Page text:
Wednesday 13 August 2008

Geoff Kidder’s Olympic blog - part two

The Institute of Ideas' Geoff Kidder on the Beijing Olympics

‘Then the Games begin, and suddenly the great machine that is sport rolls over all those boring human rights activists and tedious democracy nay-sayers, covering them all in lap-time statistics and pictures of people heroically pushing the boundaries of Lycra garment design’. So writes the ironic and avowedly cynical Andrew Gilligan, reporting from Beijing in the London Evening Standard.

I could not disagree more. The way I see it, every Olympic Games is used by the home nation to its own advantage. China is no different, and is using the games to flag up its tremendous economic development, and to declare itself as a major player on the world stage. There are many problems in China, and as a strong advocate of free speech and democracy, I have no time for the current Chinese regime, but to me these problems will only be solved by the people of China themselves. Protests regularly occur in China, especially organised by migrant workers, and hopefully over time the Chinese people will also become players on the world stage. For now, groups of self appointed Western activists lecturing the Chinese can only have the effect of angering people in China and giving Western nations, responsible for the destruction of Iraq, a spurious moral authority.

Gilligan goes on to say that ‘What’s supposed to be a celebration of humanity [the Olympics] often looks to me more like a perversion of it’. He then singles out the cyclists for scorn - ‘in their funny helmets and all-over condoms’. In one article he manages to aggrandise the self-righteous Western campaigners and ridicule the pinnacle of physical achievement that is the Olympics itself. What a waste of a ticket to Beijing.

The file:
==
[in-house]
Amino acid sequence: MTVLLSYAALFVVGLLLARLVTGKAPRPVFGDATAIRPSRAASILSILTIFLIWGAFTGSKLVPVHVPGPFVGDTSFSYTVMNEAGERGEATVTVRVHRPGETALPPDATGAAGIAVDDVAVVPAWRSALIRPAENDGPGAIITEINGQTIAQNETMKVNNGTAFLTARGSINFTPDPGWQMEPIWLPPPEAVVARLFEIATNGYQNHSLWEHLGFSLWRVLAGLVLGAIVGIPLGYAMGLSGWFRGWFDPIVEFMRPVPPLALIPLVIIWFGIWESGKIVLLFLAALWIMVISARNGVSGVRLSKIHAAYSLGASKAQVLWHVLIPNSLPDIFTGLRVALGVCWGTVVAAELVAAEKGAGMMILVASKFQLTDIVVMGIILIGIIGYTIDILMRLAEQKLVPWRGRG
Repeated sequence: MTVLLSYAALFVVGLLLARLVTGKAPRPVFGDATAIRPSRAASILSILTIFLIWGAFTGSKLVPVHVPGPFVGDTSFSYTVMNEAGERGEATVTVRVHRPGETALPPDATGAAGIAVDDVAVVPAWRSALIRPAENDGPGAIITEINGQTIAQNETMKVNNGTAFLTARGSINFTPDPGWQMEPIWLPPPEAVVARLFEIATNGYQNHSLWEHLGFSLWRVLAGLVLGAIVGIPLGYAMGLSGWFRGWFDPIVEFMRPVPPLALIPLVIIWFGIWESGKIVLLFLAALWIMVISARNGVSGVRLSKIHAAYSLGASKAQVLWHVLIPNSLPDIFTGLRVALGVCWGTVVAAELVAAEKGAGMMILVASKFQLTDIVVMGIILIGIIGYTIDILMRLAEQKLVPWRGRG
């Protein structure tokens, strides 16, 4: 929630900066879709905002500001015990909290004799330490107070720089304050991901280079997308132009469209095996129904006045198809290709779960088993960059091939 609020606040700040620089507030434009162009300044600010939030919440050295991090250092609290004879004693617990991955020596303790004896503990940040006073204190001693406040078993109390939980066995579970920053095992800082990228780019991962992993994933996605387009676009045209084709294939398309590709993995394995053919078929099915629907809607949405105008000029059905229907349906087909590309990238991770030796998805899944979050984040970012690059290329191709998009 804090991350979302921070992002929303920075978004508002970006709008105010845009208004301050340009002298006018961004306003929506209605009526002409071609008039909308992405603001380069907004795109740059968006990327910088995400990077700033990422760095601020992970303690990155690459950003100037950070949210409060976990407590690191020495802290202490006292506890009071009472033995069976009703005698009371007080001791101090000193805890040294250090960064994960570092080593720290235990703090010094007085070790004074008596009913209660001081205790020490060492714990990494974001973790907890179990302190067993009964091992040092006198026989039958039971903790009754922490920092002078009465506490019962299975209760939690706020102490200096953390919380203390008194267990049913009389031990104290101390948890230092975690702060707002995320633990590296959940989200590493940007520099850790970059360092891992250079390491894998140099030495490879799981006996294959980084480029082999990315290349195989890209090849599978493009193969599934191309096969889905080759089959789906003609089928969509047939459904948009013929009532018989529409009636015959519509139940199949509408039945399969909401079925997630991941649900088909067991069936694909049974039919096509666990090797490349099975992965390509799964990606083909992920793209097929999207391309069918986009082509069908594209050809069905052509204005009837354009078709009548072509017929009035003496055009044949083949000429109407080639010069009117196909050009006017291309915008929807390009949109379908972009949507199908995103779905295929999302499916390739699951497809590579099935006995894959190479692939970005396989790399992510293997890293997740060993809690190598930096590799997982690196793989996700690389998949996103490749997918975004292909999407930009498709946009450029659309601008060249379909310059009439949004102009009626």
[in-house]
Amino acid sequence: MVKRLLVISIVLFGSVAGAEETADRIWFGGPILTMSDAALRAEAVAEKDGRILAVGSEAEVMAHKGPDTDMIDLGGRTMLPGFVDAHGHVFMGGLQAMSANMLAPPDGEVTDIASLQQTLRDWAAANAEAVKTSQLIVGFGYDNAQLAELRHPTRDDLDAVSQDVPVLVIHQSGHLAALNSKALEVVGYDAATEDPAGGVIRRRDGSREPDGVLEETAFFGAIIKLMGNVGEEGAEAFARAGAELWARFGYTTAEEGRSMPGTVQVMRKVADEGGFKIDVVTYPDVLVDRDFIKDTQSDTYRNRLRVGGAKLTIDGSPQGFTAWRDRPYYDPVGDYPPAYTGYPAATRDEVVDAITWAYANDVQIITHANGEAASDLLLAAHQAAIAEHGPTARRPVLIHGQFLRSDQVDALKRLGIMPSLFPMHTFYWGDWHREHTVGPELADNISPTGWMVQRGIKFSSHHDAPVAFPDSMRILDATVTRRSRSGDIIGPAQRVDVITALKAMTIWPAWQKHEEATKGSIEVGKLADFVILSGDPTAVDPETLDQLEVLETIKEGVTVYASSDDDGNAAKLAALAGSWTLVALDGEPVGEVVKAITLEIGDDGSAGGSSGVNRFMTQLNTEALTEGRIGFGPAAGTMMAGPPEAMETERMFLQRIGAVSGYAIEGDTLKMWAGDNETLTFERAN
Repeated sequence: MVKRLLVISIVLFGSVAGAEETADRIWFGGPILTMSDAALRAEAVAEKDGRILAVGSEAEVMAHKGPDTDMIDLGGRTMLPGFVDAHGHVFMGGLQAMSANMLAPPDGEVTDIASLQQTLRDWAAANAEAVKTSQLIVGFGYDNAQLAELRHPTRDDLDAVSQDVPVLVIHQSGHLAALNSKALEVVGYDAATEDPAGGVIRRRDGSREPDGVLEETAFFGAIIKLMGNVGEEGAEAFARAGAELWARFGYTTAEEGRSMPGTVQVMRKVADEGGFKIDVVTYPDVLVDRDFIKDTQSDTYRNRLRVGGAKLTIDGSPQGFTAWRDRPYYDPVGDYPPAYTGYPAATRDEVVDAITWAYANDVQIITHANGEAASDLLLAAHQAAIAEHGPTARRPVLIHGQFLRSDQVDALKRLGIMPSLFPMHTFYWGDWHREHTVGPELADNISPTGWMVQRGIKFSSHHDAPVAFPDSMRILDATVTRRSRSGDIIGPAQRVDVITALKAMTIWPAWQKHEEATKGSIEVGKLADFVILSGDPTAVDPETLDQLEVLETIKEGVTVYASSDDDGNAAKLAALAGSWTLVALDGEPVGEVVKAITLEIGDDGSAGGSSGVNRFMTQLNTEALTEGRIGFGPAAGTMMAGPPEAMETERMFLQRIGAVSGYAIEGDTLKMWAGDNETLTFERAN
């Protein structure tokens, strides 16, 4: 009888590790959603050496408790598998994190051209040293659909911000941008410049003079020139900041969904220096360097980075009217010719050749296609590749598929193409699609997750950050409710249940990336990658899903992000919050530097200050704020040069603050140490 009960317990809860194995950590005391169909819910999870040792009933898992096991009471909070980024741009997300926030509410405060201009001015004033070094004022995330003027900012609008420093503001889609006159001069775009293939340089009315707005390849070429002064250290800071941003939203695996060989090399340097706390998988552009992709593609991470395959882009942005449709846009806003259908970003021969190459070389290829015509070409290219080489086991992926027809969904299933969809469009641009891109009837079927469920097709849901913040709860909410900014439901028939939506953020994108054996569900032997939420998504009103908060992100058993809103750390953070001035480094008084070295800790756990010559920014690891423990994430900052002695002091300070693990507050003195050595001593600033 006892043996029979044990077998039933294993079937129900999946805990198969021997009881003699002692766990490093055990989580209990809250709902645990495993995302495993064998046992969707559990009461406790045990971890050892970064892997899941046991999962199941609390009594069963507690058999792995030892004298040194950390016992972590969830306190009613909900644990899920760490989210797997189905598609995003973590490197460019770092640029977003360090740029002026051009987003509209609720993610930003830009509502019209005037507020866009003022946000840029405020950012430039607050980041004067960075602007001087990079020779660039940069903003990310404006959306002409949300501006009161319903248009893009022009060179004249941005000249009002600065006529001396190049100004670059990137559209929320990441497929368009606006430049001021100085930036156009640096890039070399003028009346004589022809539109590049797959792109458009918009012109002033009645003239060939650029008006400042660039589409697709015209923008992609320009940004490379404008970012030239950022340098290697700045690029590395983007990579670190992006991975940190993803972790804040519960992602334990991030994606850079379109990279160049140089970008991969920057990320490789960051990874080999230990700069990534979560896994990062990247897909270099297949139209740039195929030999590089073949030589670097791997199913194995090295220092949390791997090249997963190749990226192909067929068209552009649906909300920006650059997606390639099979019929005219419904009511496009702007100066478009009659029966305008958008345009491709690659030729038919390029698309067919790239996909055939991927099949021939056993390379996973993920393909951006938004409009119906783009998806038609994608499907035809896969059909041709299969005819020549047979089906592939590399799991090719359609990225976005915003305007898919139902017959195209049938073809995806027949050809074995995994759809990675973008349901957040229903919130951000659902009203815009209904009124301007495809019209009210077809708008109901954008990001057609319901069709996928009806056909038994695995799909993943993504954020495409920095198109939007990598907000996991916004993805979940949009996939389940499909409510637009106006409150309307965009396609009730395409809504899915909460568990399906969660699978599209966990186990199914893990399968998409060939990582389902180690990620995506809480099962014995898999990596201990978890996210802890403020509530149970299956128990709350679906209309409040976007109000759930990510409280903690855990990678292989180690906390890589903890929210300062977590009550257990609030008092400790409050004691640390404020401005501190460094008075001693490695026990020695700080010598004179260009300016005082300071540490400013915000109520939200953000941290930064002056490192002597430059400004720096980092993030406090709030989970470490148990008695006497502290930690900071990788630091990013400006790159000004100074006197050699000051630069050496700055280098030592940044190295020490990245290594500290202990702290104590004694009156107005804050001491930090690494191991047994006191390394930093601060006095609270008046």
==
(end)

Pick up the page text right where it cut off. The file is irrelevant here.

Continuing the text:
British cyclist Victoria Pendleton

So Andy Murray got knocked out of the first round of the men’s singles tennis by an unfancied Taiwanese player. Big deal. It is a blow to his pride, but sandwiched between Wimbledon and the US Open, the Olympic tennis tournament is very much a second string event. Roger Federer has let it be known that he is keen to win, but the roll call of previous winners shows that it is a chance for the lesser lights to shine. Nicolas Massu of Chile is the reigning gold medallist.
The tournament does not have the prestige of a Grand Slam and is not about to. Like the Olympic football tournament, which resembles a mini youth World Cup, it is a chance to showcase the sport but not much else. Golf now wants Olympic status and a piece of the action. In my view tennis should keep its Grand Slams, football its World Cup and golf its Majors. These are the pinnacle of these sports and will remain so for the foreseeable future. Including these established professional sports in the Olympics does no favours to them or to the Olympic Games itself.

Read on: part three

Enjoyed this article? Share it with others.


BBC News
Guardian ‘comment is free’
Telegraph blogs
Times Online blogs
Arts & Letters Daily

Like what you see? - keep it that way, support Culture Wars online review.